Undergoing treatment and surviving breast cancer is a harrowing experience for most women. But the permanent loss of hair following treatment can be even more devastating.
Even in 2006, researchers were warning about the potential damage of alopecia from Taxotere. “Such an emotionally devastating long term toxicity from this combination must be taken into account when deciding on adjuvant chemotherapy programs in women who likely will be cured of their breast cancer,” one researcher wrote.
In one study, women who have suffered permanent hair loss from Taxotere claimed there was a “severe impairment” in their quality of life. Most wore wigs to hide the alopecia.
This life-altering side effect led thousands of breast cancer survivors and their families to file lawsuits against Sanofi-Aventis.
In the lawsuits, women claim that the manufacturer knew the drug could cause alopecia but failed to warn healthcare professionals or patients of the risk. Patients have also accused Sanofi-Aventis of false marketing.
It wasn’t until December 2015 when the FDA ordered the company to update the warning label to include the risk of permanent hair loss did more women become aware of possible side effects.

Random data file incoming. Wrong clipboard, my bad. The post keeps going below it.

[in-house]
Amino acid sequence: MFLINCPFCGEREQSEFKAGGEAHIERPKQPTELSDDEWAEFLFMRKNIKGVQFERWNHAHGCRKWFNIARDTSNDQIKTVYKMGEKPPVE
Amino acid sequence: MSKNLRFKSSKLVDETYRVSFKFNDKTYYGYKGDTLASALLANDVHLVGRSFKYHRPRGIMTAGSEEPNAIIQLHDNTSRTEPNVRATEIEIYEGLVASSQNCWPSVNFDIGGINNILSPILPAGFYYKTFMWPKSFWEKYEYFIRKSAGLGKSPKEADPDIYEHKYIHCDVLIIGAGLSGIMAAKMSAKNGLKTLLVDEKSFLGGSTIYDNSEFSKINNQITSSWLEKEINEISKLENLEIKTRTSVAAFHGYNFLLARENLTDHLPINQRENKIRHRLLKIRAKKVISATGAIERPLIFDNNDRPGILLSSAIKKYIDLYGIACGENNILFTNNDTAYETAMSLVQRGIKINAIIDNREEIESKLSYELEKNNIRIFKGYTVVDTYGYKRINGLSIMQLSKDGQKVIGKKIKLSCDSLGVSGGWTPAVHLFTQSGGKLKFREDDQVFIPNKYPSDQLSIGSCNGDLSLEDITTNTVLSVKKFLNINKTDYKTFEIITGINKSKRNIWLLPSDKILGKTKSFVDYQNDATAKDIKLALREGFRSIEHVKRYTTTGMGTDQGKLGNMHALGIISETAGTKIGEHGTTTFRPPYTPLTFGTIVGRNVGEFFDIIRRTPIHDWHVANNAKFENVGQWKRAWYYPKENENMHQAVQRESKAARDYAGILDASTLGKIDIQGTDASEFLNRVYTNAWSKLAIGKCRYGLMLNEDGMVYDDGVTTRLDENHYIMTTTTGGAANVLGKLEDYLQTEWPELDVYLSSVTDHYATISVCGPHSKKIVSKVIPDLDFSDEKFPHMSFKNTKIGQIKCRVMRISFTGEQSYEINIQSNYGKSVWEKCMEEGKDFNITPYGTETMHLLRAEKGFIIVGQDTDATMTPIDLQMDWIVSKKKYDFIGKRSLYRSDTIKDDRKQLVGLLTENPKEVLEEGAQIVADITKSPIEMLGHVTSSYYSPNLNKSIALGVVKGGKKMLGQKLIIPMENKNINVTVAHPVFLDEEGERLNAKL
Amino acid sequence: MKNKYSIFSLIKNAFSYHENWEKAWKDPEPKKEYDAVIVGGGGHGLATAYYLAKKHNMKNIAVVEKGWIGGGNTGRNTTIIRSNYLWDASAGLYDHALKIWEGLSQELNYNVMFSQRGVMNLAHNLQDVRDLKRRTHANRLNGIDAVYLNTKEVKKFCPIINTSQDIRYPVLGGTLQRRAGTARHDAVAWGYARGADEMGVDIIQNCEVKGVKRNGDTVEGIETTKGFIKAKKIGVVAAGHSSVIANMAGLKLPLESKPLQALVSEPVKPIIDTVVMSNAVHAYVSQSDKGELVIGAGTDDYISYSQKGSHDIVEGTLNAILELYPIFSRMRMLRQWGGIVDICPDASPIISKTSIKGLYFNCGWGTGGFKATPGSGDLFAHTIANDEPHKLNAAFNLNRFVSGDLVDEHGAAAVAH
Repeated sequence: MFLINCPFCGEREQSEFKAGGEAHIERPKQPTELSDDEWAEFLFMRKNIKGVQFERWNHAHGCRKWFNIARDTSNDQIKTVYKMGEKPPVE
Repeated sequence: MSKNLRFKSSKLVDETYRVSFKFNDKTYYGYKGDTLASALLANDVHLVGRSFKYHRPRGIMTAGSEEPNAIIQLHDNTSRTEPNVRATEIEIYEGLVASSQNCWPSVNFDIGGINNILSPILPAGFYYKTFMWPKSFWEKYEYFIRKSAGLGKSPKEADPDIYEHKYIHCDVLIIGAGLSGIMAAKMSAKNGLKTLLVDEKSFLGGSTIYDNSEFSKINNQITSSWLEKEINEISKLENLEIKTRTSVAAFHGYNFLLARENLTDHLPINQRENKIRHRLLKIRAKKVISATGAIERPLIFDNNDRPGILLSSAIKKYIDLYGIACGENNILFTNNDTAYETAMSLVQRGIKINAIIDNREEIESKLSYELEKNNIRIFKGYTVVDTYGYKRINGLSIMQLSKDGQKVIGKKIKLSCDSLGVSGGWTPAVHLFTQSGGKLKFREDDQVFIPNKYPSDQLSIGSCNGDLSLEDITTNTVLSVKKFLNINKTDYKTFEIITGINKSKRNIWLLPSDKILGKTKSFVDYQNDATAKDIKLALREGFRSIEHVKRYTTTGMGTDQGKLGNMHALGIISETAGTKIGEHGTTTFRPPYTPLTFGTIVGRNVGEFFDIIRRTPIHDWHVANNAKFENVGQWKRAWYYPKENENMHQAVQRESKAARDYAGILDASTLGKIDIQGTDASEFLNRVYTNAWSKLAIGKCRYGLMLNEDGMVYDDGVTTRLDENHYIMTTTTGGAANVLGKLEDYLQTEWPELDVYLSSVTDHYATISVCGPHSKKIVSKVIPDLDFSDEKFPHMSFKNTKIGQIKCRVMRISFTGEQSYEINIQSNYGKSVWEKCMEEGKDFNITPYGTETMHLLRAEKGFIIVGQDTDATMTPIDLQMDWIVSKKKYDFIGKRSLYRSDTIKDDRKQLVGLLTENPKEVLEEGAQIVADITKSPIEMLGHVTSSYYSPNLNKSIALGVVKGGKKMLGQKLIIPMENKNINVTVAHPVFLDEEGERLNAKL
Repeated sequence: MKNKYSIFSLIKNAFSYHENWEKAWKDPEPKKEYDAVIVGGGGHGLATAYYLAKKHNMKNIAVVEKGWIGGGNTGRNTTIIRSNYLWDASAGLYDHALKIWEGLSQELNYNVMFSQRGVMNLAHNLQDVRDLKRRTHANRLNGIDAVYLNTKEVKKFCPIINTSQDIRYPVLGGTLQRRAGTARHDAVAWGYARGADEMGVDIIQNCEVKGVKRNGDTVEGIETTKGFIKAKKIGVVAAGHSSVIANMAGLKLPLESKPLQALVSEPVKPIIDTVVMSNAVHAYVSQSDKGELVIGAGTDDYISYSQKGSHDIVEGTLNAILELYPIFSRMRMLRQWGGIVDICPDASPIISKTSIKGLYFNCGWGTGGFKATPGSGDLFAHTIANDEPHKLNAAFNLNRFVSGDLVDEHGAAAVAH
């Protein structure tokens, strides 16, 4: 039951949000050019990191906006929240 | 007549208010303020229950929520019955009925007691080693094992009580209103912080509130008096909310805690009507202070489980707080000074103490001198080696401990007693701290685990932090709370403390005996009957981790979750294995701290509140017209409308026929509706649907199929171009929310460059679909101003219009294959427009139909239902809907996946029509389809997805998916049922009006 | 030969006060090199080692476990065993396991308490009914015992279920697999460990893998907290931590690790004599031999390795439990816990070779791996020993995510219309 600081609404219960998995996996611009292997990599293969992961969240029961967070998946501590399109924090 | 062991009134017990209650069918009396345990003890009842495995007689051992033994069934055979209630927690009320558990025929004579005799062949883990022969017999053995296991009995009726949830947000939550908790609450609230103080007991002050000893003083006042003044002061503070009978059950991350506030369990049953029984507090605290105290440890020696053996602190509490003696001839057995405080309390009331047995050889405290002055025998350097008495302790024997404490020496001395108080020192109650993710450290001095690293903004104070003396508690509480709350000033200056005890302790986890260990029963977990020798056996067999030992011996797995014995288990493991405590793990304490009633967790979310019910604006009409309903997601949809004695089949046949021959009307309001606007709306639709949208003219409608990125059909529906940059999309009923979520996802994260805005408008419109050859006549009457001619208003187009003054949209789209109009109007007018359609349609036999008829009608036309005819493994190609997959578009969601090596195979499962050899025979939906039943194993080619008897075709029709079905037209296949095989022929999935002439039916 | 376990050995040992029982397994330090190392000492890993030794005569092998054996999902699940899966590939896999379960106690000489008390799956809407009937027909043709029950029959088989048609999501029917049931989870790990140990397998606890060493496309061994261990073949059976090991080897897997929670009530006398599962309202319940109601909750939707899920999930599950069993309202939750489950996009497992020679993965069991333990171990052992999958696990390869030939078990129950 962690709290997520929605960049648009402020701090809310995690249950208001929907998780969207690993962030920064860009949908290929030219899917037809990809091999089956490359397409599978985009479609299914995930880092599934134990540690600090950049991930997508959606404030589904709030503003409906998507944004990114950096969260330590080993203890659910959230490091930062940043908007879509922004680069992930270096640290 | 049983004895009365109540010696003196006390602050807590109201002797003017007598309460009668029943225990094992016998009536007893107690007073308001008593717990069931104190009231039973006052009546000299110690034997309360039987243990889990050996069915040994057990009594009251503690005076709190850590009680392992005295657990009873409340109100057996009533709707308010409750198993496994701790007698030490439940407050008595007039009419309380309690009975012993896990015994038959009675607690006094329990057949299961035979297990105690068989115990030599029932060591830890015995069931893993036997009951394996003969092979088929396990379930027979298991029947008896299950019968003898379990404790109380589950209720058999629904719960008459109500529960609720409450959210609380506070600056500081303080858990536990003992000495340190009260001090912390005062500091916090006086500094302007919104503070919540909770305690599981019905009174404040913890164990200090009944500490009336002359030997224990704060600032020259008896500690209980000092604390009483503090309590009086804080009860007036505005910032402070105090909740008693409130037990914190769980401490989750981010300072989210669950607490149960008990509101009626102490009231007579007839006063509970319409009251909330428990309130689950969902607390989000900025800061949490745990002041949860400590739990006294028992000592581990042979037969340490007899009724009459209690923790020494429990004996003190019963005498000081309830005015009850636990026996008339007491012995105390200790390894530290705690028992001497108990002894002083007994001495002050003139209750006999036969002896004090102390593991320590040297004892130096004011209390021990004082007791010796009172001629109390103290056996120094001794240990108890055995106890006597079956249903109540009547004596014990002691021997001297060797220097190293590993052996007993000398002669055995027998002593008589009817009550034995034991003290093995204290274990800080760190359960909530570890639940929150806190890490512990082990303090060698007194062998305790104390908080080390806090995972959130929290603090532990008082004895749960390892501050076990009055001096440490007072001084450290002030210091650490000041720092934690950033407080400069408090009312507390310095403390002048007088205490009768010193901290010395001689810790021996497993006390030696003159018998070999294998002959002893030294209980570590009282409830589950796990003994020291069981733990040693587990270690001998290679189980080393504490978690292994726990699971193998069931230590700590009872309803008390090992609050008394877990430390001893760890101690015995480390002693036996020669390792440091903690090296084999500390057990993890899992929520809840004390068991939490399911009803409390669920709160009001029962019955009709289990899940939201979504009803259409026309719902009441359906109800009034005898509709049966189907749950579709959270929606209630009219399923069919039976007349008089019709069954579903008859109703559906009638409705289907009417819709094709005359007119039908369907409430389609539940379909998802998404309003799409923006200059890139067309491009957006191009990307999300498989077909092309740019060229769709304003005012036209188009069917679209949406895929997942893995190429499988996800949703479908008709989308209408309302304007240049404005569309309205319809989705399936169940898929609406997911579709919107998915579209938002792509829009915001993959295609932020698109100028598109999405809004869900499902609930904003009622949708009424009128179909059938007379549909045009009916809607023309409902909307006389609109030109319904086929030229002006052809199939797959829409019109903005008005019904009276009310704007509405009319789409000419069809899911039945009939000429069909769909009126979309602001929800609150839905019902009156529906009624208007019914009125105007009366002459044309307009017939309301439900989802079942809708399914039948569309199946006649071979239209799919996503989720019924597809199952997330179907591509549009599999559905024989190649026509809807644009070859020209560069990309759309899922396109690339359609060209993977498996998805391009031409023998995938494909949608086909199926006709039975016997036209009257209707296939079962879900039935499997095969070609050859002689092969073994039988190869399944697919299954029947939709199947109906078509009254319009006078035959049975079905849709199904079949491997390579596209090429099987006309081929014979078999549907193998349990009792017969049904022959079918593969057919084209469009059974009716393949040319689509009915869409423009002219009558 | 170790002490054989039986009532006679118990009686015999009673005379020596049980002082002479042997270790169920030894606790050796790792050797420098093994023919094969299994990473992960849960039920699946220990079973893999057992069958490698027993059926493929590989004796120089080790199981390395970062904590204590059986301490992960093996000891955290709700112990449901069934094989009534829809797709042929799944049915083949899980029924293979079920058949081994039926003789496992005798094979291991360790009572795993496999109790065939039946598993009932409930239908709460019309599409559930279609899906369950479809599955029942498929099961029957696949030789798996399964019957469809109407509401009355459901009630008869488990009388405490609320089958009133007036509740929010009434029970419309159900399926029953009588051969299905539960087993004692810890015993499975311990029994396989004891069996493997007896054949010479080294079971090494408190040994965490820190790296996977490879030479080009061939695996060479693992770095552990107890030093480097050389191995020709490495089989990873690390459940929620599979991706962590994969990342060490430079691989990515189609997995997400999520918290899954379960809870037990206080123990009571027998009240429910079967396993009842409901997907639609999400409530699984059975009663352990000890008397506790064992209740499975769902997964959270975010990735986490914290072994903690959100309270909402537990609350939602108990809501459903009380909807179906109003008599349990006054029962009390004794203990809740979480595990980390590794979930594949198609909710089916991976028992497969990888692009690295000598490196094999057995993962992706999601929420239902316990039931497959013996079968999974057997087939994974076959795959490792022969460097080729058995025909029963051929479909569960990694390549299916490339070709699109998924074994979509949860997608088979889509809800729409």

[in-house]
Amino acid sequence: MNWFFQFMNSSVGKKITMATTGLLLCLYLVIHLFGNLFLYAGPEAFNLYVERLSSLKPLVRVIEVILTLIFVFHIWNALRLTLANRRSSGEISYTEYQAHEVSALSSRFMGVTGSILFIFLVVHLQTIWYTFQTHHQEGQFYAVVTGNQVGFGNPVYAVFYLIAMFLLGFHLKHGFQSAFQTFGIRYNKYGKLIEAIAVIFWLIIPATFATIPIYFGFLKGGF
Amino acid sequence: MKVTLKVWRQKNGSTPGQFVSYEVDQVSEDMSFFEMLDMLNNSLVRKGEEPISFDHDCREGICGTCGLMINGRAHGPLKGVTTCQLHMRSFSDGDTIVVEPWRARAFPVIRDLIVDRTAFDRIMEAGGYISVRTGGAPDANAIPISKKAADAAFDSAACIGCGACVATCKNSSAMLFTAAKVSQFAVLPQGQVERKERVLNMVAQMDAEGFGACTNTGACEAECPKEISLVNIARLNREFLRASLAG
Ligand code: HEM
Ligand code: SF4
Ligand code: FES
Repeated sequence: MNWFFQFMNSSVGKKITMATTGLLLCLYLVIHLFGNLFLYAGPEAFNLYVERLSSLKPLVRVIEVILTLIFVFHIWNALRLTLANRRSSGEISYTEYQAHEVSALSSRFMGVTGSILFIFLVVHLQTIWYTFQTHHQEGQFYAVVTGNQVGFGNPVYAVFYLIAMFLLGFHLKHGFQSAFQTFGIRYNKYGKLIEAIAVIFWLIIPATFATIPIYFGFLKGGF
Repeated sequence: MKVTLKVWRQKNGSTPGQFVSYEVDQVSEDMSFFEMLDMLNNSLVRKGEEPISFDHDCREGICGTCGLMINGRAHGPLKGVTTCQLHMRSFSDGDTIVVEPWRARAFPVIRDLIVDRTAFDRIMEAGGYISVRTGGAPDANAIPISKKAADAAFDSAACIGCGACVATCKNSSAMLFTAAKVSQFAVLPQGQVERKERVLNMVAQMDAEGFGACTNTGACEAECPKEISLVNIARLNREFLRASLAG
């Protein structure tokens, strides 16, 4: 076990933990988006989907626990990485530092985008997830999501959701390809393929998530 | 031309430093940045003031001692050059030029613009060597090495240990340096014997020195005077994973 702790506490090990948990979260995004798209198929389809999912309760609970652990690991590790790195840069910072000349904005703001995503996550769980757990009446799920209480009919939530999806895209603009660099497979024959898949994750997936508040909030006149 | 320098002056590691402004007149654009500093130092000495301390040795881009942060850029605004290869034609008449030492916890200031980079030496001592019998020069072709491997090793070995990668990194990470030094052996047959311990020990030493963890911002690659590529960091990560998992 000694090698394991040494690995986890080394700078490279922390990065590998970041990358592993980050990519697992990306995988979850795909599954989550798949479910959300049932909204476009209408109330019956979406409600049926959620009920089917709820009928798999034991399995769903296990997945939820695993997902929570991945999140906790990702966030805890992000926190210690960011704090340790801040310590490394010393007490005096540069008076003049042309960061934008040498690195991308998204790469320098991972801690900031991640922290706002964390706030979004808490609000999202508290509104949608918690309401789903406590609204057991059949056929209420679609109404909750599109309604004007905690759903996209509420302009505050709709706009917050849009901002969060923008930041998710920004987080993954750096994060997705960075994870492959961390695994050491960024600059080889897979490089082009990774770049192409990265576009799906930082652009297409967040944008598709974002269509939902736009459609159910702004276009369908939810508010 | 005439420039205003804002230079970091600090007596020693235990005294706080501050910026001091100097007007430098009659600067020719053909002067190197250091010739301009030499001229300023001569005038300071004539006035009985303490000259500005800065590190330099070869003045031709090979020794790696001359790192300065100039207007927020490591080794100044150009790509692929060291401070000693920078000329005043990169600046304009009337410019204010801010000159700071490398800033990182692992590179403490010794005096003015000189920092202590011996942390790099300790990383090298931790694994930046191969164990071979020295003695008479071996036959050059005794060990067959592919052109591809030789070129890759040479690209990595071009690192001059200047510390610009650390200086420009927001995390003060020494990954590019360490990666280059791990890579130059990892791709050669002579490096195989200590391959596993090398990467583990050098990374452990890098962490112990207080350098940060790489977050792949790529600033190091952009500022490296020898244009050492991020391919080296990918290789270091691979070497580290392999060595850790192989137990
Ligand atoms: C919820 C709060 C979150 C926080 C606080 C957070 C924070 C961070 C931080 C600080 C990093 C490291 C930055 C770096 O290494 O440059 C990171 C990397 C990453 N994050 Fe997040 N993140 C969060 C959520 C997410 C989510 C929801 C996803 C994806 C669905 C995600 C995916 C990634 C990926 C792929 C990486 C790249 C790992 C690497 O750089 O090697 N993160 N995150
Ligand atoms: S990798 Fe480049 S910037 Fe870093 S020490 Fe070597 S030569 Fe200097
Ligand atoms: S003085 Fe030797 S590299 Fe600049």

Even after studies and experts pointed to the risks, Sanofi-Aventis insisted there was insufficient evidence. Before being revised, Taxotere’s prescription information sheet5 stated that once chemotherapy is finished, “hair generally grows back.” While this is true for the majority of women treated with Taxotere, some women will have to deal with the side effects for the rest of their lives.
Because of Sanofi-Aventis’ failure to warn patients of the risks, users of Taxotere who suffer from permanent alopecia may have the right to get compensation for their emotional and physical damage.
So far there has been no global settlement to resolve the thousands of cases still pending in courts in the United States. However, legal experts say the likelihood of a settlement is increasing. But for a settlement to be reached, several lawsuits may have to go to trial as test cases.
These act as bellwether trials and provide a clearer picture on both sides about the strength of the cases. If the jury verdicts go in favor of plaintiffs, Sanofi-Aventis will be more likely to settle cases out of court.
Judge Kurt D. Engelhardt of the United States District Court for the Eastern District of Louisiana, where Taxotere cases have been consolidated into multidistrict litigation, has scheduled the first of the bellwether trials for September 2018. Four additional trials are slated for 2019.
Although hair loss can feel be a crippling and isolating experience, it is not out of the ordinary among cancer survivors.
The American Cancer Society6 has programs to help those with cancer manage their lives through treatment and recovery. Support groups are a wonderful way for women to regain self-esteem and confide in other women who have been through similar struggles.
Those who have suffered permanent hair loss after receiving Taxotere are encouraged to contact a qualified attorney for legal advice.